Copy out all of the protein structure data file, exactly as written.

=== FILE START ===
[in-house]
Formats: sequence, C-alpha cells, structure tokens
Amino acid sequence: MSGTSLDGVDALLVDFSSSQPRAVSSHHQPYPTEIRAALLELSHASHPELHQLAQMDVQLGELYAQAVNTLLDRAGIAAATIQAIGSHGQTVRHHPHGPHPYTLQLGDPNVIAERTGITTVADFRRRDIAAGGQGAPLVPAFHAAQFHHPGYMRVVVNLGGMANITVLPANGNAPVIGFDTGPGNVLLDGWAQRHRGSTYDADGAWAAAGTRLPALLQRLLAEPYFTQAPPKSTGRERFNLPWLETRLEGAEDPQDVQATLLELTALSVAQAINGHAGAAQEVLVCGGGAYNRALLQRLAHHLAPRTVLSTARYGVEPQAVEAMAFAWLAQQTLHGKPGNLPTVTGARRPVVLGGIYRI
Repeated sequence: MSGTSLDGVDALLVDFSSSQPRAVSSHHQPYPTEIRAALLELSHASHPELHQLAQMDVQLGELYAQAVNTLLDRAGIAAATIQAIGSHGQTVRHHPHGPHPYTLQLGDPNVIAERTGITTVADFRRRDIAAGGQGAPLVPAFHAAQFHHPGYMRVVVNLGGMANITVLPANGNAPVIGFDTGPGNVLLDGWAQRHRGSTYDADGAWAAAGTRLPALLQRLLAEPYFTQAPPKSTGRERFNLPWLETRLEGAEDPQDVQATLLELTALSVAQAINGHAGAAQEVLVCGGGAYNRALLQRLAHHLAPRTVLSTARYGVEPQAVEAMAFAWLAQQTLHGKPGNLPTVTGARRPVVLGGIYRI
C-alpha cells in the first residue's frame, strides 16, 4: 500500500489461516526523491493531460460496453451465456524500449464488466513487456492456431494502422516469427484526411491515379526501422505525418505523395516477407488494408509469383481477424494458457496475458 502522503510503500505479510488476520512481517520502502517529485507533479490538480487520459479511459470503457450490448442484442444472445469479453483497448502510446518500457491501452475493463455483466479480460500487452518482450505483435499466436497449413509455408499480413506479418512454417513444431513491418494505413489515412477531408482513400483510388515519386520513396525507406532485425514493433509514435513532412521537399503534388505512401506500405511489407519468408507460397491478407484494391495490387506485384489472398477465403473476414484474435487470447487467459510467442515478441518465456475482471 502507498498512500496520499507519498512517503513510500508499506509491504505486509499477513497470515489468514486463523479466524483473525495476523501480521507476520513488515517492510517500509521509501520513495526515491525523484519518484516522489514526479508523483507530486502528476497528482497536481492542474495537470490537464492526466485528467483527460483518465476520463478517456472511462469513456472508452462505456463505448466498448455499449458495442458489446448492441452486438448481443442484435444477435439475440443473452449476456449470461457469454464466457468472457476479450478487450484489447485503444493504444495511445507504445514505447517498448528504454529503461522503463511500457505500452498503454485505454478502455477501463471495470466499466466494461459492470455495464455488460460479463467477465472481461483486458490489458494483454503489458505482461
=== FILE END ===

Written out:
[in-house]
Formats: sequence, C-alpha cells, structure tokens
Amino acid sequence: MSGTSLDGVDALLVDFSSSQPRAVSSHHQPYPTEIRAALLELSHASHPELHQLAQMDVQLGELYAQAVNTLLDRAGIAAATIQAIGSHGQTVRHHPHGPHPYTLQLGDPNVIAERTGITTVADFRRRDIAAGGQGAPLVPAFHAAQFHHPGYMRVVVNLGGMANITVLPANGNAPVIGFDTGPGNVLLDGWAQRHRGSTYDADGAWAAAGTRLPALLQRLLAEPYFTQAPPKSTGRERFNLPWLETRLEGAEDPQDVQATLLELTALSVAQAINGHAGAAQEVLVCGGGAYNRALLQRLAHHLAPRTVLSTARYGVEPQAVEAMAFAWLAQQTLHGKPGNLPTVTGARRPVVLGGIYRI
Repeated sequence: MSGTSLDGVDALLVDFSSSQPRAVSSHHQPYPTEIRAALLELSHASHPELHQLAQMDVQLGELYAQAVNTLLDRAGIAAATIQAIGSHGQTVRHHPHGPHPYTLQLGDPNVIAERTGITTVADFRRRDIAAGGQGAPLVPAFHAAQFHHPGYMRVVVNLGGMANITVLPANGNAPVIGFDTGPGNVLLDGWAQRHRGSTYDADGAWAAAGTRLPALLQRLLAEPYFTQAPPKSTGRERFNLPWLETRLEGAEDPQDVQATLLELTALSVAQAINGHAGAAQEVLVCGGGAYNRALLQRLAHHLAPRTVLSTARYGVEPQAVEAMAFAWLAQQTLHGKPGNLPTVTGARRPVVLGGIYRI
C-alpha cells in the first residue's frame, strides 16, 4: 500500500489461516526523491493531460460496453451465456524500449464488466513487456492456431494502422516469427484526411491515379526501422505525418505523395516477407488494408509469383481477424494458457496475458 502522503510503500505479510488476520512481517520502502517529485507533479490538480487520459479511459470503457450490448442484442444472445469479453483497448502510446518500457491501452475493463455483466479480460500487452518482450505483435499466436497449413509455408499480413506479418512454417513444431513491418494505413489515412477531408482513400483510388515519386520513396525507406532485425514493433509514435513532412521537399503534388505512401506500405511489407519468408507460397491478407484494391495490387506485384489472398477465403473476414484474435487470447487467459510467442515478441518465456475482471 502507498498512500496520499507519498512517503513510500508499506509491504505486509499477513497470515489468514486463523479466524483473525495476523501480521507476520513488515517492510517500509521509501520513495526515491525523484519518484516522489514526479508523483507530486502528476497528482497536481492542474495537470490537464492526466485528467483527460483518465476520463478517456472511462469513456472508452462505456463505448466498448455499449458495442458489446448492441452486438448481443442484435444477435439475440443473452449476456449470461457469454464466457468472457476479450478487450484489447485503444493504444495511445507504445514505447517498448528504454529503461522503463511500457505500452498503454485505454478502455477501463471495470466499466466494461459492470455495464455488460460479463467477465472481461483486458490489458494483454503489458505482461